Here’s the thing. For a union between the two groups to take place, either the Anglicans or the Catholics would have to compromise, and the Catholic Church is not going to do that. (For which I am thankful!) The only option is for Anglicans to come into the Catholic Church on the Vatican’s terms. And Anglicans just don’t go for that kind of thing. It’s against their nature. They like to choose which bishops are above them, and they like to choose the rites they use and the doctrines they’ll accept. That may be fine for Anglicanism, but it’s not the way the Catholic Church works.

Remember, too, that in the eyes of Rome, Anglican orders are invalid. Anglican sacraments are invalid, except for baptism and marriage. (My own 2001 confirmation at St. Vincent’s Cathedral is null and void. When I am received into full communion as a Catholic next April 11, I will be confirmed again.) The first step for any Anglican clergy to be validly ordained in the Catholic Church (if they are at all) is to become a Catholic.

If Anglicans wish to become Catholic, as individuals, as a group, they have to BECOME Catholics. The Catholic Church isn’t a “safe haven” for Anglicans who are trying to escape the Episcopal Church or the Anglican Communion. It doesn’t work that way. Running away from the Episcopal Church isn’t how to embrace Catholicism. You must be running TOWARD the Catholic Church as the one Church established by Christ on earth. The only way to be in full communion with the Catholic Church is to believe this, and to accept her teachings and authority 100%. That is an awful lot for most Anglo-Catholics to swallow.

11:14 PM  
Blogger Mark in Spokane said...

I think that it is appropriate for the Catholic Church to insist that Anglicans who are considering conversion actually do convert and give full assent to the doctrines and disciplines of the Catholic Church. Union with Rome absolutely must be done on Rome's terms -- anything else lacks theological integrity. Anglicans who had hoped for an easy path to conversion, one that would not require such a full assent, need to embrace that hard truth.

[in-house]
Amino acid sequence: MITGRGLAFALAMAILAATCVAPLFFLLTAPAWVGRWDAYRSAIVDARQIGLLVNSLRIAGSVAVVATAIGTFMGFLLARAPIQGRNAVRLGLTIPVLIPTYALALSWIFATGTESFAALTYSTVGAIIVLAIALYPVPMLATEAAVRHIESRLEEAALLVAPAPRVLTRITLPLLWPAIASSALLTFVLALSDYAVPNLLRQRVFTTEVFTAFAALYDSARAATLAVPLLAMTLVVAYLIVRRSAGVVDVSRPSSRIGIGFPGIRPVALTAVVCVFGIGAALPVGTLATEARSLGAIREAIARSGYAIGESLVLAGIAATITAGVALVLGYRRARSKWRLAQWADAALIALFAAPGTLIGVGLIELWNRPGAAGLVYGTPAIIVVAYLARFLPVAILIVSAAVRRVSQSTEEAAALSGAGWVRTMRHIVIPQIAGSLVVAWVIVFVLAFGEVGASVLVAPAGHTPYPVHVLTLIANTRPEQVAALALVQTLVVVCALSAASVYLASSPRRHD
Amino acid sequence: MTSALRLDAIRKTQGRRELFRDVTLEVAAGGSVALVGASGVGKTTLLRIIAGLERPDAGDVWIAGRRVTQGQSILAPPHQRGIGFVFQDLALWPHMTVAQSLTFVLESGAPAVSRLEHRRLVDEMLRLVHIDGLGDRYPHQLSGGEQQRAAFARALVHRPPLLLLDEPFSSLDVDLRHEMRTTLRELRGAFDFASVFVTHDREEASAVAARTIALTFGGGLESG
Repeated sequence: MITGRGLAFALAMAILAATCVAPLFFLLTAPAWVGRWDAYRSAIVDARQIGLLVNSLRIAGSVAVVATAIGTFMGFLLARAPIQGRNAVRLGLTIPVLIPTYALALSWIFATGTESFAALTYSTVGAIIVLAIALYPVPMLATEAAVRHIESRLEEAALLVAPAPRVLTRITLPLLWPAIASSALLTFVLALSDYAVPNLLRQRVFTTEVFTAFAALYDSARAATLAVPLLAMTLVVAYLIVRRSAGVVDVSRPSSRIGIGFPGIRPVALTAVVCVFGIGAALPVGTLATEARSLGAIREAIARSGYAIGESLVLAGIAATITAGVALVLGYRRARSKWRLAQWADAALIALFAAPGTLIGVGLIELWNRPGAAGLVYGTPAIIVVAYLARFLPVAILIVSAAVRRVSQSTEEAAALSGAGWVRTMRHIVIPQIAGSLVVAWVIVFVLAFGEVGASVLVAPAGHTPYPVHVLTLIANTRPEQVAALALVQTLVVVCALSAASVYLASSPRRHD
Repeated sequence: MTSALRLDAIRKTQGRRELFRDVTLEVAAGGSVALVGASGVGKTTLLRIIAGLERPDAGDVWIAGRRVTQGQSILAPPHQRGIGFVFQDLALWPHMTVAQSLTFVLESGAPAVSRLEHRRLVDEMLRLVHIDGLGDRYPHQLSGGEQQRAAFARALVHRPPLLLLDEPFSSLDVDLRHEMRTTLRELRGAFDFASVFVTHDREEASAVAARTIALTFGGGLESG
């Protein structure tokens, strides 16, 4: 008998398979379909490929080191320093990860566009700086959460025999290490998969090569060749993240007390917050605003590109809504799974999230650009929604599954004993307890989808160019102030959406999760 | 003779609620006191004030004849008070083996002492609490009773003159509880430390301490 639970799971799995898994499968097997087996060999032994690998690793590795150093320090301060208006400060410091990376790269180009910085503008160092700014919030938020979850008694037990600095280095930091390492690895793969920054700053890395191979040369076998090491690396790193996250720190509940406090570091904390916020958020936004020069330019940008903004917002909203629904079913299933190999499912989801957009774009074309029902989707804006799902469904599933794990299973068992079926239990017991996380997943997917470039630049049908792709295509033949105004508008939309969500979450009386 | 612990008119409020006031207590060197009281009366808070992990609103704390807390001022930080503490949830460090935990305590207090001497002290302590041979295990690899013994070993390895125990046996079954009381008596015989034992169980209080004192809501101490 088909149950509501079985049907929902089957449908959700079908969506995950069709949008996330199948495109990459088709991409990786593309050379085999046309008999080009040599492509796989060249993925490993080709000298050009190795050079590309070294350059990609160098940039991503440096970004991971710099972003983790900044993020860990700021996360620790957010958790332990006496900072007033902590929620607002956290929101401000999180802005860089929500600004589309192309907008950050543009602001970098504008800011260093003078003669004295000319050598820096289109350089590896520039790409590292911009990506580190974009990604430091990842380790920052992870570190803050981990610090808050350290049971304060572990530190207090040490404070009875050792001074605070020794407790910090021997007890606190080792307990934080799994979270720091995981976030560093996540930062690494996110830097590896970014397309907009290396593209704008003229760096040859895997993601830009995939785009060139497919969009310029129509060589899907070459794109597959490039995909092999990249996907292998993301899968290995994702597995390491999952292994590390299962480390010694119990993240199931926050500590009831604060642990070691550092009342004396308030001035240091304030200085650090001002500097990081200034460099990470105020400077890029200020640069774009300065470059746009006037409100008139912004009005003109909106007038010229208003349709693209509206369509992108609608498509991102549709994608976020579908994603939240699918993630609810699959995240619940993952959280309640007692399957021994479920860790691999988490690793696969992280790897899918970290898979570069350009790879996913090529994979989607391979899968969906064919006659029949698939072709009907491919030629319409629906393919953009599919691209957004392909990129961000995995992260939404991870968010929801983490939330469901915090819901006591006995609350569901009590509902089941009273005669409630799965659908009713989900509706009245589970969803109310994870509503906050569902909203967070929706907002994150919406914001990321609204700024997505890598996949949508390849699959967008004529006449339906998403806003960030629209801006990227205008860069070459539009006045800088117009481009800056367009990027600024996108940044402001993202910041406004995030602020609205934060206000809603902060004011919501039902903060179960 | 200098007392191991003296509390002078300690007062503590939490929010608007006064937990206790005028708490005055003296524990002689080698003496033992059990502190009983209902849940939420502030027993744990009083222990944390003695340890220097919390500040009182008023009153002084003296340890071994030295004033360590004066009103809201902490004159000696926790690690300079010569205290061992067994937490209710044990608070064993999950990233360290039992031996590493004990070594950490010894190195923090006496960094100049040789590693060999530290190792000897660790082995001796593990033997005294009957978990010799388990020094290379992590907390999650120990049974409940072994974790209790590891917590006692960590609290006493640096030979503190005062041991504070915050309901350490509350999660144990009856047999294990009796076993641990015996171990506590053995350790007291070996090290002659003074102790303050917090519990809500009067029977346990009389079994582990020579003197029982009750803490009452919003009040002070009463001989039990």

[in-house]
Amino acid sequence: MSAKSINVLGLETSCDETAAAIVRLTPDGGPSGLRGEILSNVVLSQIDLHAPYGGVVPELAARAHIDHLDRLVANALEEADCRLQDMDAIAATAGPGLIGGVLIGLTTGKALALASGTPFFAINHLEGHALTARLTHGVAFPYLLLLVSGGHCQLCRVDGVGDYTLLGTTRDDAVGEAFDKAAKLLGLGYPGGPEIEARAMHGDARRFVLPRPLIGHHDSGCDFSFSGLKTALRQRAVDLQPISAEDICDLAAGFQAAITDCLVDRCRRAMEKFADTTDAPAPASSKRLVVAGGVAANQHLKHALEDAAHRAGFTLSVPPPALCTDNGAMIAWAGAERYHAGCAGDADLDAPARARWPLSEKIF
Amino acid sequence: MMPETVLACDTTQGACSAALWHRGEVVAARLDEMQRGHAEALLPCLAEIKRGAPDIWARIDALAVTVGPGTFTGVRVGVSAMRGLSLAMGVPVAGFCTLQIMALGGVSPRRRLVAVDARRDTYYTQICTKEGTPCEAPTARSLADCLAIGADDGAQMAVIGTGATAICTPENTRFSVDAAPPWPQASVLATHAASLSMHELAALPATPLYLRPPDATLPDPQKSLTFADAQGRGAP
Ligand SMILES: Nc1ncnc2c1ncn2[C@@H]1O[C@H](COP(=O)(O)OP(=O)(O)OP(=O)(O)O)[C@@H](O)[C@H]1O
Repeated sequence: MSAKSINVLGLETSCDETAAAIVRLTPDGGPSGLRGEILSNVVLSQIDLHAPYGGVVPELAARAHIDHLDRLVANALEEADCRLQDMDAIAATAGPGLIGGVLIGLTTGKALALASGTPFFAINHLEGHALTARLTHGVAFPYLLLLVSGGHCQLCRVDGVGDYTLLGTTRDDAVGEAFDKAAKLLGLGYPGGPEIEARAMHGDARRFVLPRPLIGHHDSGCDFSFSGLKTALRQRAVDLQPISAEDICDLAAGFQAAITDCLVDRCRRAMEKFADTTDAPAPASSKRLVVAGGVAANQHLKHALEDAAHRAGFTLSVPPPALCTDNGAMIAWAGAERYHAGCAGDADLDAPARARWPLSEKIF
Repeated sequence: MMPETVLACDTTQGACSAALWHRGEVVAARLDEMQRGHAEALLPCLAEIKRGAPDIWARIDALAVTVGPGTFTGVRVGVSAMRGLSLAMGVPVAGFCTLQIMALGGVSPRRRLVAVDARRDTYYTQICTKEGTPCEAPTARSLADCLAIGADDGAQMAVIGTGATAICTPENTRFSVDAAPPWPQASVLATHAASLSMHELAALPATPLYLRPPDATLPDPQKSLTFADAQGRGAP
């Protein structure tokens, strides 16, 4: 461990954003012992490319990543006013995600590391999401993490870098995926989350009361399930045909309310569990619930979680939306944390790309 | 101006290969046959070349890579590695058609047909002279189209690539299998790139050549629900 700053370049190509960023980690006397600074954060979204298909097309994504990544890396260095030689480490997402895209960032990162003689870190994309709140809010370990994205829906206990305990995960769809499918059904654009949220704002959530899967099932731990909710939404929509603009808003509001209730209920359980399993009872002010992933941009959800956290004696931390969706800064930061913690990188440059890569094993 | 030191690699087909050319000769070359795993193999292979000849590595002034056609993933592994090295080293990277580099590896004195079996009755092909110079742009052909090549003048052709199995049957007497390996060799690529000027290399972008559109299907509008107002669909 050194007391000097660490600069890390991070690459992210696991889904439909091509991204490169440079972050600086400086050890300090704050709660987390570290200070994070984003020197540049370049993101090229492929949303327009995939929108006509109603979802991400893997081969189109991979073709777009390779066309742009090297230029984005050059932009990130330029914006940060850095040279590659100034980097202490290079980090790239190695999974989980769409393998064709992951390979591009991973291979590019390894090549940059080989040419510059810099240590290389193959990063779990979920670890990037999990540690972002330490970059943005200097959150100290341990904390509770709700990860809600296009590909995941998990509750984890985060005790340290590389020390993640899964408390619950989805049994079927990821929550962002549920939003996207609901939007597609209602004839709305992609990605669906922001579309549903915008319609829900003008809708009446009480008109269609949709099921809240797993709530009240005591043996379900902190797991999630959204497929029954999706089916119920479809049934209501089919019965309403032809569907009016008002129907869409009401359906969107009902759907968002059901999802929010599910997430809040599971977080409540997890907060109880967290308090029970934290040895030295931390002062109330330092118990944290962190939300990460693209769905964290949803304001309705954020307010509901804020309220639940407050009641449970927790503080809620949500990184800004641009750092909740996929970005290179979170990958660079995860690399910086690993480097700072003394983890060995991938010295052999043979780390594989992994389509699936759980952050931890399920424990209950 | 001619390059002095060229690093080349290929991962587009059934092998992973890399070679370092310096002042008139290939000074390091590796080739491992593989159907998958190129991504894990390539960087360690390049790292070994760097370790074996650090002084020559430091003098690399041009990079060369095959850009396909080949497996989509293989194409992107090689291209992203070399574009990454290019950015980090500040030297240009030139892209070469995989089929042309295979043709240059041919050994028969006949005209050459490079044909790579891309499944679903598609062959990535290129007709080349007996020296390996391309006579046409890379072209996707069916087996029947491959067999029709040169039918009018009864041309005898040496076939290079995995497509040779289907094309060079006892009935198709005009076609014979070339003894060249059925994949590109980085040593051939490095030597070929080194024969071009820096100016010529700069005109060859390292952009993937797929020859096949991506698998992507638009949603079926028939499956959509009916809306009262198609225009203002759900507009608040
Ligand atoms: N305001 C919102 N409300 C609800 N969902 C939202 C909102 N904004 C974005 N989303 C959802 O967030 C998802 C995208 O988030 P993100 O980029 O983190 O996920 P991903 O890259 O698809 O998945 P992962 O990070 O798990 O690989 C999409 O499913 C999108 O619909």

That said, I do think that there is something that the Catholic hierarchy needs to embrace as well: a charitable approach to Anglicans who are sincerely considering conversion, but who wish to keep certain customs and traditions of their own. From a Catholic perspective, there is much in Anglicanism that is wrong. But this is also much that is true, and good, and beautiful. To require Anglicans who want to convert to Catholicism to give those us may be within the rights of the Holy See, but simply because somebody has the right to do something doesn't mean that the thing itself should be done. In those areas where Anglican devotion and practice are compatible with the Catholic faith, I would prefer to see a generous latitude given to Anglican converts to Catholicism.

I have a small prayerbook of of devotions by Cardinal Newman, published by Ignatius Press. The first devotion in the book, a devotion that Newman prayed his entire life (even after his conversion to Catholicism), was the devotions of Lancelot Andrewes.

I think that kind of approach would be a salutary one. Yes, for those things that cannot be kept because of heresy and error, discard. But look at what can be kept, and let people keep it.

1:32 AM